Wednesday, March 31, 2010

Spy Wednesday and Why We Need Judas

Each day of Holy Week, the Gospel has presented us with the unappealing figure of Judas, "one of the Twelve, who would betray Jesus." Over the past two decades or so, there has been a kind of informal movement to  rehabilitate the Iscariot, to tell a backstory that makes him more sympathetic, to make  his ultimate repentance more soothingly likely. Why is that? Do people need to downplay the evil Judas committed because they are afraid of facing their own failures?
Reworking the story may go well as far as the individual disciple Judas goes, but it doesn't help us much. Just so happens that those same years of earnest, non-judgmental and warm-hearted rehabilitation of the betrayer's figure coincide with the worst cases of child sex abuse by members of the clergy, and the most egregious cover-ups by bishops (and probably by fellow priests) who most likely did not want to be harsh and judgmental.  Turns out a little therapeutic straight-shooting would have been just the thing.
I've had to do a lot of thinking (and a little writing) about the ongoing abuse saga, so much in the news. (And so much of it really just calumnious accusations*, but deeply influential all the same.) But these sad stories convince me of the need to tell the story of Judas as bluntly as the Gospels do. People very close to Jesus, people Jesus has chosen for something "more," even to represent him and act "in persona Christi capitis," are capable of heinous acts of betrayal. And it may not turn out all nice, nice.
Maybe we need to keep that awful power in mind.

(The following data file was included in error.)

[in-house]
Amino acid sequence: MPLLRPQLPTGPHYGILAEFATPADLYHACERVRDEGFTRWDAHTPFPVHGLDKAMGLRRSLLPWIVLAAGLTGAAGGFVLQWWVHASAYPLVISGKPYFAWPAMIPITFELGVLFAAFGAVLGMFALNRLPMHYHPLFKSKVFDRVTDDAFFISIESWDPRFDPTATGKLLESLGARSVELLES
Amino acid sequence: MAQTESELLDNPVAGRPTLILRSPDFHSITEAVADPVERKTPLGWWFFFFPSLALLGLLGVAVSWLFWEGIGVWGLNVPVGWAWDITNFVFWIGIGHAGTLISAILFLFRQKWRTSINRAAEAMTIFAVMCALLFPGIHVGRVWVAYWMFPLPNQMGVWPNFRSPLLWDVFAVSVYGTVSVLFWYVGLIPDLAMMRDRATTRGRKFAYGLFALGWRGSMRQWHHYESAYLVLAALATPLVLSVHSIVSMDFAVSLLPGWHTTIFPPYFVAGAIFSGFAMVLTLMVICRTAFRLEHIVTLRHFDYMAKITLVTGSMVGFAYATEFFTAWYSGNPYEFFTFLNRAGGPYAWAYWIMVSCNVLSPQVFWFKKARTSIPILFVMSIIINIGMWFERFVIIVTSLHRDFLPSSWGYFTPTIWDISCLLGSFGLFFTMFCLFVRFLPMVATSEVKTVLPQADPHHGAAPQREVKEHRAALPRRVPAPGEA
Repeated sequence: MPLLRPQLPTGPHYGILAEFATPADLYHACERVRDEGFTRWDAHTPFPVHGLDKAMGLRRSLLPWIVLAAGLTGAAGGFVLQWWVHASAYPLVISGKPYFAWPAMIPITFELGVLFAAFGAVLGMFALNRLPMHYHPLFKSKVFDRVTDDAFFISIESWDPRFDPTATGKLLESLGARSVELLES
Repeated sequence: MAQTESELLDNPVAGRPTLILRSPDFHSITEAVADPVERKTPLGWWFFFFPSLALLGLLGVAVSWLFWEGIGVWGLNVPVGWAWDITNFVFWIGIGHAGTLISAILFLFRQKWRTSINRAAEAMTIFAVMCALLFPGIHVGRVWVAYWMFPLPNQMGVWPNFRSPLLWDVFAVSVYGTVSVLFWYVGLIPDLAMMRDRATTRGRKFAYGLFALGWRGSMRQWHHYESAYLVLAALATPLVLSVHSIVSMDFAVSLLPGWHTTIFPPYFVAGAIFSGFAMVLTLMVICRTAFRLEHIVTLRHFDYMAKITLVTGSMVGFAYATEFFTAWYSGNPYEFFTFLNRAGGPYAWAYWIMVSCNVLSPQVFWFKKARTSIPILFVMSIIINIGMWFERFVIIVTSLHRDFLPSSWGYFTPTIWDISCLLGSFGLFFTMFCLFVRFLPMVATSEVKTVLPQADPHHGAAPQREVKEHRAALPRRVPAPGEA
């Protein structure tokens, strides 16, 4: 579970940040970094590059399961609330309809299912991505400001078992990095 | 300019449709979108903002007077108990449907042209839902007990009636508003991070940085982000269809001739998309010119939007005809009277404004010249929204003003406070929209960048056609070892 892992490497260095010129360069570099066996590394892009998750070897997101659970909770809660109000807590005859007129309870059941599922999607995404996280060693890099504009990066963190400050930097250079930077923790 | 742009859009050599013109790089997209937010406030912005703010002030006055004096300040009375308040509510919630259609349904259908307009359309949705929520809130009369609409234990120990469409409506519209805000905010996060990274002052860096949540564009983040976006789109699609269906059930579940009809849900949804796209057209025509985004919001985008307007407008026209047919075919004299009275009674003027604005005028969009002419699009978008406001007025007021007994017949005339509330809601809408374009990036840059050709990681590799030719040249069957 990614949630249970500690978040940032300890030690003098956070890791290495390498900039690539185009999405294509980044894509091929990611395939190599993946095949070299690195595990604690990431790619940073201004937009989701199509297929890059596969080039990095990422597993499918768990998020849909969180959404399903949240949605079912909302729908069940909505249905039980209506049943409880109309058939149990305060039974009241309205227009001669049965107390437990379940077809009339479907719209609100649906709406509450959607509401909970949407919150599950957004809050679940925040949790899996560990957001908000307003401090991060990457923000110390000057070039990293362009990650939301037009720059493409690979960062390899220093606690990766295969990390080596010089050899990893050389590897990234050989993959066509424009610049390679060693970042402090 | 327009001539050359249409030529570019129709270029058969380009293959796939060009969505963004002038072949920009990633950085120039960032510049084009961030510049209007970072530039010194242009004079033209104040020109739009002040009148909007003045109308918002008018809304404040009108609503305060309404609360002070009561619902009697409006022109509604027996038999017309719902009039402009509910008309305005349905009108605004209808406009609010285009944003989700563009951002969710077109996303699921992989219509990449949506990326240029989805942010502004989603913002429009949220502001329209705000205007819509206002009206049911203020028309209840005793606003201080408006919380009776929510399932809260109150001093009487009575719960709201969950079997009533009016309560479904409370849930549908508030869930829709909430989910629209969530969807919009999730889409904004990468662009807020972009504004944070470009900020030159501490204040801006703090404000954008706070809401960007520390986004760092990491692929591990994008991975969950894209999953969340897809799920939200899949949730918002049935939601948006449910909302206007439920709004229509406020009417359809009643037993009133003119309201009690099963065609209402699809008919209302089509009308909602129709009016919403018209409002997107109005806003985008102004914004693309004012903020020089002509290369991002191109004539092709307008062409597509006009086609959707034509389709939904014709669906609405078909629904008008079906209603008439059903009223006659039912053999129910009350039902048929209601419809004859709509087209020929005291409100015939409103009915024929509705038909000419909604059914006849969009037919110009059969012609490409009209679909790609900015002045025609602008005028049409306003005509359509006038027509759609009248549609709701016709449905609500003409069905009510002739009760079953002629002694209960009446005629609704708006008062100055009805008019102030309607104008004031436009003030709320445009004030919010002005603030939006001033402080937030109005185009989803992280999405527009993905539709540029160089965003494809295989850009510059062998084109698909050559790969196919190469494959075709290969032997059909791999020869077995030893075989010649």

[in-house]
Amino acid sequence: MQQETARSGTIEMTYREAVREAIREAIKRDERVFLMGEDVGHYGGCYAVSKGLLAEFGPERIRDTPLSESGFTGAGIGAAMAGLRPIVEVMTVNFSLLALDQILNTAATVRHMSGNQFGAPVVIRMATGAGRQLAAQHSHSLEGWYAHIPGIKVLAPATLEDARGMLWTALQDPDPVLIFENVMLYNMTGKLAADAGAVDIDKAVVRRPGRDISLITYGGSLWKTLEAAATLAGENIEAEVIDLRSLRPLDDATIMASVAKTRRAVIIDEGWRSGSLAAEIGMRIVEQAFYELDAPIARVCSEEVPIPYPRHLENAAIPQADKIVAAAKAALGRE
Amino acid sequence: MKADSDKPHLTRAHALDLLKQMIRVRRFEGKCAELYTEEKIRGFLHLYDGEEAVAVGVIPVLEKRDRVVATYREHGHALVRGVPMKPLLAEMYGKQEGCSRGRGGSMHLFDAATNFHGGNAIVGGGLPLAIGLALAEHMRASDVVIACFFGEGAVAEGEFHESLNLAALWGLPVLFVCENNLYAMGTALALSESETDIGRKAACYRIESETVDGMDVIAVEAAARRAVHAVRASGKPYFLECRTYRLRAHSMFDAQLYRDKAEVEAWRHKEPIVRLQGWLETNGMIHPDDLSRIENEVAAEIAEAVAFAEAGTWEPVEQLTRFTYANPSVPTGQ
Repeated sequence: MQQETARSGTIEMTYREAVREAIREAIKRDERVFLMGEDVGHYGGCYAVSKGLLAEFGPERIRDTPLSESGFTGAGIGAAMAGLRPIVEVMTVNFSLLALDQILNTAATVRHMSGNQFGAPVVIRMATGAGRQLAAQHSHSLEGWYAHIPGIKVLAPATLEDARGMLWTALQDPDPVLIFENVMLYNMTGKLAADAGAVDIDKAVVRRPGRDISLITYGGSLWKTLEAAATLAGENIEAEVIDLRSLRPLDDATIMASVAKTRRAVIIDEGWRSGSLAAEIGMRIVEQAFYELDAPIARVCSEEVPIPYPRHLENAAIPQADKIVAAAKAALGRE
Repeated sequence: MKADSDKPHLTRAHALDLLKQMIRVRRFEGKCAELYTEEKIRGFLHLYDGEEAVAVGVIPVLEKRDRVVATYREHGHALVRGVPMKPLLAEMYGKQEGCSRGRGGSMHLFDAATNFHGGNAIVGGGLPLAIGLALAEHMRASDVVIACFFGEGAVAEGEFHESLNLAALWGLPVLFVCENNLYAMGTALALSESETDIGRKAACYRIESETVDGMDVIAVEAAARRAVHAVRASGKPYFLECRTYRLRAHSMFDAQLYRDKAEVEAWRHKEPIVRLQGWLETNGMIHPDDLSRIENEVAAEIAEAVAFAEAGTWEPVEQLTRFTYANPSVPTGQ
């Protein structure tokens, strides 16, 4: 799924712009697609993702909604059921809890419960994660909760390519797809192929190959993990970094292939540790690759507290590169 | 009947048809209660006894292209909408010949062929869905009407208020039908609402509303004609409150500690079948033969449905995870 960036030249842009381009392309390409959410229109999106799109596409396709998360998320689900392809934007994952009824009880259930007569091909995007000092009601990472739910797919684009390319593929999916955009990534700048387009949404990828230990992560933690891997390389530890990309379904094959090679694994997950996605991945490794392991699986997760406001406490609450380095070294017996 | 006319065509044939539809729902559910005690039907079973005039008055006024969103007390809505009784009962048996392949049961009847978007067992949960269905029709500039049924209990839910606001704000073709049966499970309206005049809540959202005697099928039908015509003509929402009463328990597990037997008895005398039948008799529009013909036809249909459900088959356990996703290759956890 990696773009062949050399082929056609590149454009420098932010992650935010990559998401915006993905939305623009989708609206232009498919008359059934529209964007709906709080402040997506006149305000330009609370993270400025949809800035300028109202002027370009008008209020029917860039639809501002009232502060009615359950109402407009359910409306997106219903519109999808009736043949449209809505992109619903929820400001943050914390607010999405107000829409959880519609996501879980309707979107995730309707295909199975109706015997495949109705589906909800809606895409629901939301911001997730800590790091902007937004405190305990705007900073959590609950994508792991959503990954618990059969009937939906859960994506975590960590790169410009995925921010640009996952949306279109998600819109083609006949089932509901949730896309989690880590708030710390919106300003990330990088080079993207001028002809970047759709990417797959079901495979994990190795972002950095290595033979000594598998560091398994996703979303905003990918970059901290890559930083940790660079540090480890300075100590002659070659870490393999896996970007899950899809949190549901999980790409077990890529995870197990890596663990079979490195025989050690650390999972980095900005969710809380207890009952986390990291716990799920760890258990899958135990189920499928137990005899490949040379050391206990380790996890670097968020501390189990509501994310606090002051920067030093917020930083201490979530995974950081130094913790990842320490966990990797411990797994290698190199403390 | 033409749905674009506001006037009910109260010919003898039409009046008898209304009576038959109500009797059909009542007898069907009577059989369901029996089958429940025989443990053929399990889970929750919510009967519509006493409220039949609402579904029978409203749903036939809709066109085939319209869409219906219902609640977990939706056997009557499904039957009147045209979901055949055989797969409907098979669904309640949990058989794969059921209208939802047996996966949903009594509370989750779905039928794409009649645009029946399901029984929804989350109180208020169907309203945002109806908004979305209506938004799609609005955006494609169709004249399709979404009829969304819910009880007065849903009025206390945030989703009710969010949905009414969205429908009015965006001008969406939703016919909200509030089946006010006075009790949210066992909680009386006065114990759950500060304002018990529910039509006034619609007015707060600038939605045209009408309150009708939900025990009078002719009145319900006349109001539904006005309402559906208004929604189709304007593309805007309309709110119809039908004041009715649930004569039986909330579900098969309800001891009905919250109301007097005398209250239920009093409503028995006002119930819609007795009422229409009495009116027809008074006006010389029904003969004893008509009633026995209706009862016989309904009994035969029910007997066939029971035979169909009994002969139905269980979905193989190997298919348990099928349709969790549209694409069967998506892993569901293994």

*Just yesterday, a Canadian outlet thought it headline worthy to announce an "accusation" and to lay the blame, in the headline, at the Pope's door. And that's not even mentioning NBC's "accident" (Freudian though it may have been) attributing one abuser's confession to the Pope himself.


Anonymous said...

It's Lent in Christ's Church. That, via the Beatitudes, says it all.

As for Judas, he didn't hang himself because he lost favor with people; he hung himself in hope-less contrition because he sold out a holy man he loved and there was no way to undo it. Peter did the very same, only with less hopelessness and no rope. Jesus loved them both until the end. If Dysmas could have a conversion of heart in a couple of hours, so could have Judas, had he only turned to the Lord instead of away from Him.

Sr Anne said...

I'm all in favor of salvation for everyone! My point is really that the story has to be told, and failures have to be faced. That is the way to what the Acts of the Apostles characterizes as "life-giving repentance."

J.T. said...

What an excellent teaching point! If you don't mind, I may borrow this for some future talks. (I promise to give you full credit!)